Delight, Discernment, and Decision-making, Part One

With 2019 in full swing, this is the time of year when the rubber hits the road; the challenges and costs of goals and aspirations begin to come into clarity, and we’re left with a seemingly endless string of hard decisions. How do we know what to say yes to? How do we know which fork in the road will lead us deeper into a sense of purpose and passion in our life? This week, Dan Allender is launching a new series all about how the category of delight is an important frame in growing our discernment when facing challenging decisions.

Dan: “What is the north star I am attempting to follow as I’m making decisions? It’s very important to have a central category.”

Dan starts by highlighting the crucial differences between delight and the sense of necessity that so often frames most of our choices. Duty, obligation, and necessity are important motivators, but underlying them is a sense of debt—which constantly leaves us wondering if we will ever have enough to get by. And being led by the demands of debt opens us to the categories of pressure, boredom, and a loss of passion in life.

Dan: “We’re bound far more to necessity, duty, debt, demands, and expectations than we are to the will of God, to the purposes God may have for us. […] The more pressure we feel, I’m going to claim the more fear we are driven by.”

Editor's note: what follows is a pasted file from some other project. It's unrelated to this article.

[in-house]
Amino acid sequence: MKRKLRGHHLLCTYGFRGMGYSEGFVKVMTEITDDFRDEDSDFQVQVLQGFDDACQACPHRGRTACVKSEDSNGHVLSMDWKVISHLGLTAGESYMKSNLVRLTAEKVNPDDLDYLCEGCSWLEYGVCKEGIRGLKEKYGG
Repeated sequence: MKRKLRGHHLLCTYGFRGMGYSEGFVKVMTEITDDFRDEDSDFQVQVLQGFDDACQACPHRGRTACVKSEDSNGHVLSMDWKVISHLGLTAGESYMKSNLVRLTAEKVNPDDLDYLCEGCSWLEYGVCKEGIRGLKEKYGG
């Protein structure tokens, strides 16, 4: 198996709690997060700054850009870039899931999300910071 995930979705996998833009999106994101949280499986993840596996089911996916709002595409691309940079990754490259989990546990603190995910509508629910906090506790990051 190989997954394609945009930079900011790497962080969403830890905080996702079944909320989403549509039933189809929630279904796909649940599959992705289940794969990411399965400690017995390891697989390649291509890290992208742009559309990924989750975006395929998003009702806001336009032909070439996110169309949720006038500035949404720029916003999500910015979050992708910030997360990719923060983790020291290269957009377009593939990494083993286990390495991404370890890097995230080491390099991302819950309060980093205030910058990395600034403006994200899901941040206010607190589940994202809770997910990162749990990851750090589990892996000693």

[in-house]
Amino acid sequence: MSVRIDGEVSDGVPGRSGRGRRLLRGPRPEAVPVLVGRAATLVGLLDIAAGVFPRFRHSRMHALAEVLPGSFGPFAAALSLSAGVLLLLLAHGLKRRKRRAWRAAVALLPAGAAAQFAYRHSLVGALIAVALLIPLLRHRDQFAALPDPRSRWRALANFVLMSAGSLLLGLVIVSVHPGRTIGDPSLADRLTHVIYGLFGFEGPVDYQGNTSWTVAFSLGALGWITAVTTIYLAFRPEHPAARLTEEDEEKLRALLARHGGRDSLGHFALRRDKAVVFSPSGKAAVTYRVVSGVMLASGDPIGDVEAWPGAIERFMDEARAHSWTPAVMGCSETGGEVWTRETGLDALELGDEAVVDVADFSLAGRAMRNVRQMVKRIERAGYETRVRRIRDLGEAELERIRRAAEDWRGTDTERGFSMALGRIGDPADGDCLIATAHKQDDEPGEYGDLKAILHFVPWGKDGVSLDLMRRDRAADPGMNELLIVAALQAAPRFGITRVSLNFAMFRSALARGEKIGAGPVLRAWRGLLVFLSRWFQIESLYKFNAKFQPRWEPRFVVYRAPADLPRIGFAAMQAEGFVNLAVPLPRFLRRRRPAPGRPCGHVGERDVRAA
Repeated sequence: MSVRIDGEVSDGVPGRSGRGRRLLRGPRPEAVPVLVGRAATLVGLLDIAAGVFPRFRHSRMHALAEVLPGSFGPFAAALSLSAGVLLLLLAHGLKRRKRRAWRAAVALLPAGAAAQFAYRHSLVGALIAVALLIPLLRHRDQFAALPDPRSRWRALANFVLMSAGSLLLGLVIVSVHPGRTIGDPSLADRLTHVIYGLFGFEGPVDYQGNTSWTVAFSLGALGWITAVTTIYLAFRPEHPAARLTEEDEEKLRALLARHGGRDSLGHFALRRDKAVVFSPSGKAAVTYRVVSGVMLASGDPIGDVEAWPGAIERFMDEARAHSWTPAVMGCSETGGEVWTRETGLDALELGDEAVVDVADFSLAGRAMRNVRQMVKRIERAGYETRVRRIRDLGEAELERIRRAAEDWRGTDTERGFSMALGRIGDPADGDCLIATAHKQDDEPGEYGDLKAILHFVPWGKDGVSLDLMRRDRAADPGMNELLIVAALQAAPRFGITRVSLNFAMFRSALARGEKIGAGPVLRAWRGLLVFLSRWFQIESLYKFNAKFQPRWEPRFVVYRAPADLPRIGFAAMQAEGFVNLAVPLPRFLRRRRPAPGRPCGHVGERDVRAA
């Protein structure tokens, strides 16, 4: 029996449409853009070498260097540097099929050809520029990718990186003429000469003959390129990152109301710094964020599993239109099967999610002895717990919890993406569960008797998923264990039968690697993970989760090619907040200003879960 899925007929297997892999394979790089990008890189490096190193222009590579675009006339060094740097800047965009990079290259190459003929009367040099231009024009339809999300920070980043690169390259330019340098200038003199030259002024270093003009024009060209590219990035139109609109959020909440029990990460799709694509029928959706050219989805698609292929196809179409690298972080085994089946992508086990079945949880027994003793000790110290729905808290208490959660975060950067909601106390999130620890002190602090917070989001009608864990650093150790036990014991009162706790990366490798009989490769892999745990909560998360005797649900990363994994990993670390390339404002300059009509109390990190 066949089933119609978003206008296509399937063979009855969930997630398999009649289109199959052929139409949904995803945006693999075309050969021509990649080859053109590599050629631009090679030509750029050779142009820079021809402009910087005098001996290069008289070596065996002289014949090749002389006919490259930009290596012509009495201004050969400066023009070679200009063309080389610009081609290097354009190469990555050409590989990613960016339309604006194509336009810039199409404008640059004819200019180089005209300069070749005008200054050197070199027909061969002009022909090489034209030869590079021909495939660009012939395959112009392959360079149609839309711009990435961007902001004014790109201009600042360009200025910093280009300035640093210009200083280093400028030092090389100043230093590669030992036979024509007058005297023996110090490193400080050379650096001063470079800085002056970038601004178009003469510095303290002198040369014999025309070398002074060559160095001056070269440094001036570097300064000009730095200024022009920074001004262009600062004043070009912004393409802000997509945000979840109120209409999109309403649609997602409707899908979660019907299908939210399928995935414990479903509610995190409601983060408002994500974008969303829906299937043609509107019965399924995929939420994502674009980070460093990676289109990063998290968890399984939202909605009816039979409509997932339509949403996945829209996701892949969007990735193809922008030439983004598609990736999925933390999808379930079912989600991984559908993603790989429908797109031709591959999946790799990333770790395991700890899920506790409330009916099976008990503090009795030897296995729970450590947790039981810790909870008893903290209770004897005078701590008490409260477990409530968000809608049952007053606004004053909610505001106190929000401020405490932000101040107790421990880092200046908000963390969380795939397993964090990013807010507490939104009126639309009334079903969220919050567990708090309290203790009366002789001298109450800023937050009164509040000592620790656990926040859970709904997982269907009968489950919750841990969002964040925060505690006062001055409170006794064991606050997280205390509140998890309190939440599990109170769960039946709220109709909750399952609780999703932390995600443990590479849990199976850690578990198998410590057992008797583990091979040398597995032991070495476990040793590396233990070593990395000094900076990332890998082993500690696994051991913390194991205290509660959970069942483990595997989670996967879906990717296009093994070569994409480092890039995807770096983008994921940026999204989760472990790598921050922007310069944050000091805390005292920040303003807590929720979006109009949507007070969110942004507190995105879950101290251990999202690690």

The provision of what it is that our body, our heart, our relationships most need is meant to bring us a sense of delight.

The more that fear and debt inform our decisions, the more we will lose the capacity for giving and holding delight—and the more we will find that feelings of boredom and malaise drive us deeper into Netflix, over-indulgence, and the ruts of routine. Instead, Dan challenges us to foster delight that is grounded in the rescue, provision, and presence of God.

Dan: “Every time we know rescue, it is because God delights in us, and it increases our sense of delight in him. […] Every time he provides, there is a new opportunity to be captured by the goodness of what we know in him.”

What are your stories of rescue? What were the moments of provision you never would have expected? What captures your heart to the point that you lose a sense of time and place? Reflecting on these questions may begin to draw us deeper and deeper into the realm of delight. And delight brings us face-to-face with all the noise and clutter in our lives that must be addressed with wisdom and courage—which is where Dan will continue this conversation next week.

Dan: “Delight is where we develop the wisdom to begin to know what it is we are meant to do, what we’re not meant to do, who we are meant to become. There’s something about delight that hones the clarity and, in many ways, softens—if not shuts down—the noise that keeps us from engagement in the world as we’re meant to move.”